How would this scenario unfold in Ontario? Leaving aside the construction process itself, there are vast differences between Ontario and Florida condominium laws that would have given the Champlain towers significant added protections following registration.
Federal scrutiny of condo procurement should be sufficient reason for diligent condo boards to examine their procurement practices.
For condo buildings built in the 1980’s or 1990’s, there is likely a window project coming up in the reserve fund study.
Fire plans may need an overhaul as the resident population ages, building systems are updated, and renovations alter the layout of floors or rooms.
The insurance crisis in condominiums is affecting how boards are planning for disasters in Ontario.
Should the corporation move forward with certain maintenance repairs if the issue has the potential to become exponentially worse?
While the relevance of geothermal has been percolating for years, the buzz is that more developers are starting to pay attention.
Construction is a billion-dollar industry in Canada. While most large projects at condominiums proceed relatively smoothly, there is always risk of friction for contractors and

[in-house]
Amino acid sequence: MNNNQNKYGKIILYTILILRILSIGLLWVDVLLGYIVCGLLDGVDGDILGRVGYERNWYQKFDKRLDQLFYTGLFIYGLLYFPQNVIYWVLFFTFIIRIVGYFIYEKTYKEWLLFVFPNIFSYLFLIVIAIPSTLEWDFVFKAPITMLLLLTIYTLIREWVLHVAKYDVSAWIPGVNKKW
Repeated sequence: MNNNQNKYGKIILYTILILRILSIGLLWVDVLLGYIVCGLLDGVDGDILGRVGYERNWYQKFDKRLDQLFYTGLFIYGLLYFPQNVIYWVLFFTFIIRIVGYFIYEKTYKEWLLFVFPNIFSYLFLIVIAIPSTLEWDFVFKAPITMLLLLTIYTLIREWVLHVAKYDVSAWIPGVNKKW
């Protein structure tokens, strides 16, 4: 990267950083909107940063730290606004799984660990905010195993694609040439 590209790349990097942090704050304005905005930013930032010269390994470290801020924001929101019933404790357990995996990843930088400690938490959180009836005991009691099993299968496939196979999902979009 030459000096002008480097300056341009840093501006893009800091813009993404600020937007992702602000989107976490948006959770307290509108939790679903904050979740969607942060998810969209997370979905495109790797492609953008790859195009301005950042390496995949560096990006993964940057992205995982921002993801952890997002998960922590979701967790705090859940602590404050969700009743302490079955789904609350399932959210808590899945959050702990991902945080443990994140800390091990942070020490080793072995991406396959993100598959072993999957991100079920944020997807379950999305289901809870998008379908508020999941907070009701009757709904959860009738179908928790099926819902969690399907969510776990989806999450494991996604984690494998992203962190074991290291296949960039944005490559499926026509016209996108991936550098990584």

The renovation work should aim to improve the property and make it more accessible for residents and visitors.
The flat license rate will penalize mid-rise and high-rise owners with extra costs if an elevator passes the periodic inspection and does not require a follow-up. It will be a bargain if just one follow-up inspection is required.
A new report from Local Logic identifies distinct shift in renter preferences due to imposed lifestyle changes since the onset of COVID-19.
A sustainability plan and budget should be made with the mindset of plan and prevent, instead of react and pivot.
Impacts of the hard insurance market are trickling into condominium corporations across Canada, challenging boards and managers in their wake.
Low-slope roofing systems, on top of most residential towers, will typically require replacement following a service life of 20 to 30 years.
While building codes and standards help regulate efficiency in new buildings, existing buildings have been operating with little oversight and, in fact, no insight at all into how energy and water was being used in our cities.
Many reserve fund projects have not been able to proceed this year. Even now as construction has “opened up,” contractors have backlogs that will allow them to complete only some of the previously planned projects.
With always evolving guidelines and pandemic uncertainty, building resilience in condo communities is more important than ever.